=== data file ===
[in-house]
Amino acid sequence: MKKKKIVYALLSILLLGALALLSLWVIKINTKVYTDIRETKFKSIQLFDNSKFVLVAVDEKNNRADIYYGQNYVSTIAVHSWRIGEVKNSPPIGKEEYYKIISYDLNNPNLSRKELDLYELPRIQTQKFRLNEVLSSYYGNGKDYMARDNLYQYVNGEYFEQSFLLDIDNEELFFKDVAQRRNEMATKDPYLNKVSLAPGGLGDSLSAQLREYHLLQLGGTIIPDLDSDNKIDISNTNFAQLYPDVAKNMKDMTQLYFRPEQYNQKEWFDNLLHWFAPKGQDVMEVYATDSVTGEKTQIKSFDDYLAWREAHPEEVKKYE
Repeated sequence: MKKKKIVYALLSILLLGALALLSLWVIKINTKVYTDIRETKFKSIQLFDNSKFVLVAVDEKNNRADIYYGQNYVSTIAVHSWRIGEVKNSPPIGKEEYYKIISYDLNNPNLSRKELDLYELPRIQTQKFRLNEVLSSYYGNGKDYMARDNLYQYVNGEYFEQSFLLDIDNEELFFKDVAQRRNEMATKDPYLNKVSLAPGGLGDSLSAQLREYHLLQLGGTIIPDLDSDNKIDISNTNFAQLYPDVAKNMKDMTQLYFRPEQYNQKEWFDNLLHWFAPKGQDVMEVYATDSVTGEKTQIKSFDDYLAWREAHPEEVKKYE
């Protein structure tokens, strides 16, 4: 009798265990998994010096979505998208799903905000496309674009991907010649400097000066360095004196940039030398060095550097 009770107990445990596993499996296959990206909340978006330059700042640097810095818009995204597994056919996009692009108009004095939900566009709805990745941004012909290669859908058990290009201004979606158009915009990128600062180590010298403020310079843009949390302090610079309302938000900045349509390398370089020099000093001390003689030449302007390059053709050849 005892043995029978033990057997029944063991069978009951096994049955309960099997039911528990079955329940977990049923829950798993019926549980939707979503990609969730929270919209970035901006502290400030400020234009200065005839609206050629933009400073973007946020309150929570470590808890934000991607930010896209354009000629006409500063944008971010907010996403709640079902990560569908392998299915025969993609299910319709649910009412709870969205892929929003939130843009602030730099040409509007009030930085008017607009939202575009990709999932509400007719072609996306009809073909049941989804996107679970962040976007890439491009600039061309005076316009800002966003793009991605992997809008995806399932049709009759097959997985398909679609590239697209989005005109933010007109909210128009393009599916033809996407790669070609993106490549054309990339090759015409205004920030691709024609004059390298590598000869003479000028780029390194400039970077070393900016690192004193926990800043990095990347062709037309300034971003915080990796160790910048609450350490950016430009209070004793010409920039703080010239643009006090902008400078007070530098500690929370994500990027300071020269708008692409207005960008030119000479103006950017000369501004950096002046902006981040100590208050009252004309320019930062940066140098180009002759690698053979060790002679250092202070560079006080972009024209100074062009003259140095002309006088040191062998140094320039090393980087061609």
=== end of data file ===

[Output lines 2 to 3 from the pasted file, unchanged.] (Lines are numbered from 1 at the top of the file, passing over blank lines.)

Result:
Amino acid sequence: MKKKKIVYALLSILLLGALALLSLWVIKINTKVYTDIRETKFKSIQLFDNSKFVLVAVDEKNNRADIYYGQNYVSTIAVHSWRIGEVKNSPPIGKEEYYKIISYDLNNPNLSRKELDLYELPRIQTQKFRLNEVLSSYYGNGKDYMARDNLYQYVNGEYFEQSFLLDIDNEELFFKDVAQRRNEMATKDPYLNKVSLAPGGLGDSLSAQLREYHLLQLGGTIIPDLDSDNKIDISNTNFAQLYPDVAKNMKDMTQLYFRPEQYNQKEWFDNLLHWFAPKGQDVMEVYATDSVTGEKTQIKSFDDYLAWREAHPEEVKKYE
Repeated sequence: MKKKKIVYALLSILLLGALALLSLWVIKINTKVYTDIRETKFKSIQLFDNSKFVLVAVDEKNNRADIYYGQNYVSTIAVHSWRIGEVKNSPPIGKEEYYKIISYDLNNPNLSRKELDLYELPRIQTQKFRLNEVLSSYYGNGKDYMARDNLYQYVNGEYFEQSFLLDIDNEELFFKDVAQRRNEMATKDPYLNKVSLAPGGLGDSLSAQLREYHLLQLGGTIIPDLDSDNKIDISNTNFAQLYPDVAKNMKDMTQLYFRPEQYNQKEWFDNLLHWFAPKGQDVMEVYATDSVTGEKTQIKSFDDYLAWREAHPEEVKKYE